Mr. Galbato, the human resources executive, explained the company’s reasoning for the annual staff paring. “We hire a lot of great people,” he said in an email, “but we don’t always get it right.”
Dick Finnegan, a consultant who advises companies on how to retain employees, warns of the costs of mandatory cuts. “If you can build an organization with zero deadwood, why wouldn’t you do it?” he asked. “But I don’t know how sustainable it is. You’d have to have a never-ending two-mile line around the block of very qualified people who want to work for you.”
Many women at Amazon attribute its gender gap — unlike Facebook, Google or Walmart, it does not currently have a single woman on its top leadership team — to its competition-and-elimination system. Several former high-level female executives, and other women participating in a recent internal Amazon online discussion that was shared with The New York Times, said they believed that some of the leadership principles worked to their disadvantage. They said they could lose out in promotions because of intangible criteria like “earn trust” (principle No. 10) or the emphasis on disagreeing with colleagues. Being too forceful, they said, can be particularly hazardous for women in the workplace.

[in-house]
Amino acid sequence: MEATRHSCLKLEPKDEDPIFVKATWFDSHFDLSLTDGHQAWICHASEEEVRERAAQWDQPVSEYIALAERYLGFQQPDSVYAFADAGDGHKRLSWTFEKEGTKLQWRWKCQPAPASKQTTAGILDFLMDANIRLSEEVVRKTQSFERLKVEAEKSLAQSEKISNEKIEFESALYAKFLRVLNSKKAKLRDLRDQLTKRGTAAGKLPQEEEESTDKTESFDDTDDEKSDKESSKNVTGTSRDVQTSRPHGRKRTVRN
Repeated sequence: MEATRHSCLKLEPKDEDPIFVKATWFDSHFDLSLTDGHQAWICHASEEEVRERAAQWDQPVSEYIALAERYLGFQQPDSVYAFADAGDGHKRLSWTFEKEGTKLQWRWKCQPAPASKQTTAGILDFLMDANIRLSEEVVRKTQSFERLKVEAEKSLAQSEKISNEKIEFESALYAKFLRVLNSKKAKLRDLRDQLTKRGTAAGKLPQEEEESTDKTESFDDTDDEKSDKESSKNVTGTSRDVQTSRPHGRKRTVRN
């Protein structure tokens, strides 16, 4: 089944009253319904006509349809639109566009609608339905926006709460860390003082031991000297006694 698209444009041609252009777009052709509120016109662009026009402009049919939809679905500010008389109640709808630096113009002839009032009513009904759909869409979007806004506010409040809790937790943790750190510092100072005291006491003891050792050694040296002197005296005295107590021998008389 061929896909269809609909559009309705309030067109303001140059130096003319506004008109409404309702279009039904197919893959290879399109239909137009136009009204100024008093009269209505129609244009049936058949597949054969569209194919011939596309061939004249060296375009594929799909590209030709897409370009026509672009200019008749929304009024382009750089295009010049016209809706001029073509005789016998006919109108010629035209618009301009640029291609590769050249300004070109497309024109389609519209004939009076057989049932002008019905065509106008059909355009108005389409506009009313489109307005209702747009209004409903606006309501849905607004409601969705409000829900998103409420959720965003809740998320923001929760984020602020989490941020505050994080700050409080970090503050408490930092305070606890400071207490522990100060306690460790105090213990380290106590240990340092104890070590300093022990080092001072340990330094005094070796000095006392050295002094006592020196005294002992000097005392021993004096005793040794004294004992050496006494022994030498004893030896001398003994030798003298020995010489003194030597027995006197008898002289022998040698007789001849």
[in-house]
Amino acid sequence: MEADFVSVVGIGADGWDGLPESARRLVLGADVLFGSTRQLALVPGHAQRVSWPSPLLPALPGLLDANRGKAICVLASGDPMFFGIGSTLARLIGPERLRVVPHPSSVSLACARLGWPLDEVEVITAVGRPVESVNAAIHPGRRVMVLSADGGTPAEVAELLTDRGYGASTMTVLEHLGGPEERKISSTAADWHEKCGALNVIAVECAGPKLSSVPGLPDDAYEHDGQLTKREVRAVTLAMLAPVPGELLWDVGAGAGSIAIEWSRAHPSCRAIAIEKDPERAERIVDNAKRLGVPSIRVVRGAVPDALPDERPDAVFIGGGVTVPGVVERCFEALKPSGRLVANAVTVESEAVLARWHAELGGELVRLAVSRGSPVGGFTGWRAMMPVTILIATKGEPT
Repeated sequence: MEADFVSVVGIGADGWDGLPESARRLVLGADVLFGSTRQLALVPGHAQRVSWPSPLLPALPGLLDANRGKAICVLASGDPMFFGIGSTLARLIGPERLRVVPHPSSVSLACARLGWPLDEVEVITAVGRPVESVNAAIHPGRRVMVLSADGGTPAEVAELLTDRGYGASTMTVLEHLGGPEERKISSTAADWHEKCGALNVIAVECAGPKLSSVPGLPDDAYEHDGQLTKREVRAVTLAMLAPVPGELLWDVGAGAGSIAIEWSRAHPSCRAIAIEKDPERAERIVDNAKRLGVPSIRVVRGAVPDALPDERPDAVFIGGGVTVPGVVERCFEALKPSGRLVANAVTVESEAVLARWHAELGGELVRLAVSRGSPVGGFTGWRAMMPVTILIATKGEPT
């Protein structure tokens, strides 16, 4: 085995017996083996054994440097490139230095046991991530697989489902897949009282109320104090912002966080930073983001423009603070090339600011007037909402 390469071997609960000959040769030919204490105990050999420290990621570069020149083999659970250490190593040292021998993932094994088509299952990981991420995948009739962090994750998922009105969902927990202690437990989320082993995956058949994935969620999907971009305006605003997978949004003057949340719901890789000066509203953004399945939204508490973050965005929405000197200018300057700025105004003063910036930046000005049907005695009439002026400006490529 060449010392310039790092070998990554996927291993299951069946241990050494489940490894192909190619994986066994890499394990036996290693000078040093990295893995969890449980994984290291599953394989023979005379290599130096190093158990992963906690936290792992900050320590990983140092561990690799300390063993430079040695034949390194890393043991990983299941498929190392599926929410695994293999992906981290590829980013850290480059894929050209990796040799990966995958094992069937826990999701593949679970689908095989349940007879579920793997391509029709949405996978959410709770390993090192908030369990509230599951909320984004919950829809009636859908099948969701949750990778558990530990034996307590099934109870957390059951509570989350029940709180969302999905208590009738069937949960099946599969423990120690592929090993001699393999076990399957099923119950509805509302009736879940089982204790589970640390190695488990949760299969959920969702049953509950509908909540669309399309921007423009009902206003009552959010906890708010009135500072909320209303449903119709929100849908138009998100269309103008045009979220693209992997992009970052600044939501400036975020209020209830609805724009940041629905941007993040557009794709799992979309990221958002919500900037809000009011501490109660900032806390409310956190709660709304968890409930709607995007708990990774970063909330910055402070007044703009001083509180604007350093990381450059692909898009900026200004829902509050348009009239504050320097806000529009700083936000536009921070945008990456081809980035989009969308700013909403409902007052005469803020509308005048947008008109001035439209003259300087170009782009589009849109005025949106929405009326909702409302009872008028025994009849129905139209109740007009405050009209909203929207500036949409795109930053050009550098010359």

Motherhood can also be a liability. Michelle Williamson, a 41-year-old parent of three who helped build Amazon’s restaurant supply business, said her boss, Shahrul Ladue, had told her that raising children would most likely prevent her from success at a higher level because of the long hours required. Mr. Ladue, who confirmed her account, said that Ms. Williamson had been directly competing with younger colleagues with fewer commitments, so he suggested she find a less demanding job at Amazon. (Both he and Ms. Williamson left the company.)